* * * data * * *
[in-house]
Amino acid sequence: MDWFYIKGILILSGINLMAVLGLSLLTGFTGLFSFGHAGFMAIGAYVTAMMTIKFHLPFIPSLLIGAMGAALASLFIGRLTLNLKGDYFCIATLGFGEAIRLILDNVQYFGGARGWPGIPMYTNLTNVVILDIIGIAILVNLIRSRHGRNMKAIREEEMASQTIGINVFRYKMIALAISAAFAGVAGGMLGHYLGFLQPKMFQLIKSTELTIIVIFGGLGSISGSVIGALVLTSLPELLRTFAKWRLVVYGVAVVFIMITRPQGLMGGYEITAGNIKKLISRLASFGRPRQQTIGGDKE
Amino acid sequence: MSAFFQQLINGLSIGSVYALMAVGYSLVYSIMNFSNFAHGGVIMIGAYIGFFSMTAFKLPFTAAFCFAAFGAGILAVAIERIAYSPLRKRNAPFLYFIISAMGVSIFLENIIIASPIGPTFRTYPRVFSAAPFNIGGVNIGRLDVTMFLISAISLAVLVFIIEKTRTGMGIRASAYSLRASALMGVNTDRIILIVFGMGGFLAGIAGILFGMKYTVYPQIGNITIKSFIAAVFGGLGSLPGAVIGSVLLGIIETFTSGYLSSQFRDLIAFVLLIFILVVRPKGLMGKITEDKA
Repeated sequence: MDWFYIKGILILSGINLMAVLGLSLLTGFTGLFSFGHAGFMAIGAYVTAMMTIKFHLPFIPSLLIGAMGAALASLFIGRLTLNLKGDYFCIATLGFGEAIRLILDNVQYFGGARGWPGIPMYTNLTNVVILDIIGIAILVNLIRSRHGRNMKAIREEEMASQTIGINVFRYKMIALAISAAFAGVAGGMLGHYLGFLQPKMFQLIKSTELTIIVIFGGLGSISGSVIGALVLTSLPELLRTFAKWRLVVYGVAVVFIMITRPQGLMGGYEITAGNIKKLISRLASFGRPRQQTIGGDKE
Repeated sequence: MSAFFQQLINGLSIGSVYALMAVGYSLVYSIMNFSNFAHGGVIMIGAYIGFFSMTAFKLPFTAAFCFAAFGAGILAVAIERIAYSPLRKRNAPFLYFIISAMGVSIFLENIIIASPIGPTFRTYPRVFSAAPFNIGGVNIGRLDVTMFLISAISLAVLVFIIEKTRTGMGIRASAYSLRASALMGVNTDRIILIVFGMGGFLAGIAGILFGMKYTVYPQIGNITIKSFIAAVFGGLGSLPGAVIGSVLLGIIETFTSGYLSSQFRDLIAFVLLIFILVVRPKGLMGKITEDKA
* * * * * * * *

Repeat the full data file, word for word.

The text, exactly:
[in-house]
Amino acid sequence: MDWFYIKGILILSGINLMAVLGLSLLTGFTGLFSFGHAGFMAIGAYVTAMMTIKFHLPFIPSLLIGAMGAALASLFIGRLTLNLKGDYFCIATLGFGEAIRLILDNVQYFGGARGWPGIPMYTNLTNVVILDIIGIAILVNLIRSRHGRNMKAIREEEMASQTIGINVFRYKMIALAISAAFAGVAGGMLGHYLGFLQPKMFQLIKSTELTIIVIFGGLGSISGSVIGALVLTSLPELLRTFAKWRLVVYGVAVVFIMITRPQGLMGGYEITAGNIKKLISRLASFGRPRQQTIGGDKE
Amino acid sequence: MSAFFQQLINGLSIGSVYALMAVGYSLVYSIMNFSNFAHGGVIMIGAYIGFFSMTAFKLPFTAAFCFAAFGAGILAVAIERIAYSPLRKRNAPFLYFIISAMGVSIFLENIIIASPIGPTFRTYPRVFSAAPFNIGGVNIGRLDVTMFLISAISLAVLVFIIEKTRTGMGIRASAYSLRASALMGVNTDRIILIVFGMGGFLAGIAGILFGMKYTVYPQIGNITIKSFIAAVFGGLGSLPGAVIGSVLLGIIETFTSGYLSSQFRDLIAFVLLIFILVVRPKGLMGKITEDKA
Repeated sequence: MDWFYIKGILILSGINLMAVLGLSLLTGFTGLFSFGHAGFMAIGAYVTAMMTIKFHLPFIPSLLIGAMGAALASLFIGRLTLNLKGDYFCIATLGFGEAIRLILDNVQYFGGARGWPGIPMYTNLTNVVILDIIGIAILVNLIRSRHGRNMKAIREEEMASQTIGINVFRYKMIALAISAAFAGVAGGMLGHYLGFLQPKMFQLIKSTELTIIVIFGGLGSISGSVIGALVLTSLPELLRTFAKWRLVVYGVAVVFIMITRPQGLMGGYEITAGNIKKLISRLASFGRPRQQTIGGDKE
Repeated sequence: MSAFFQQLINGLSIGSVYALMAVGYSLVYSIMNFSNFAHGGVIMIGAYIGFFSMTAFKLPFTAAFCFAAFGAGILAVAIERIAYSPLRKRNAPFLYFIISAMGVSIFLENIIIASPIGPTFRTYPRVFSAAPFNIGGVNIGRLDVTMFLISAISLAVLVFIIEKTRTGMGIRASAYSLRASALMGVNTDRIILIVFGMGGFLAGIAGILFGMKYTVYPQIGNITIKSFIAAVFGGLGSLPGAVIGSVLLGIIETFTSGYLSSQFRDLIAFVLLIFILVVRPKGLMGKITEDKA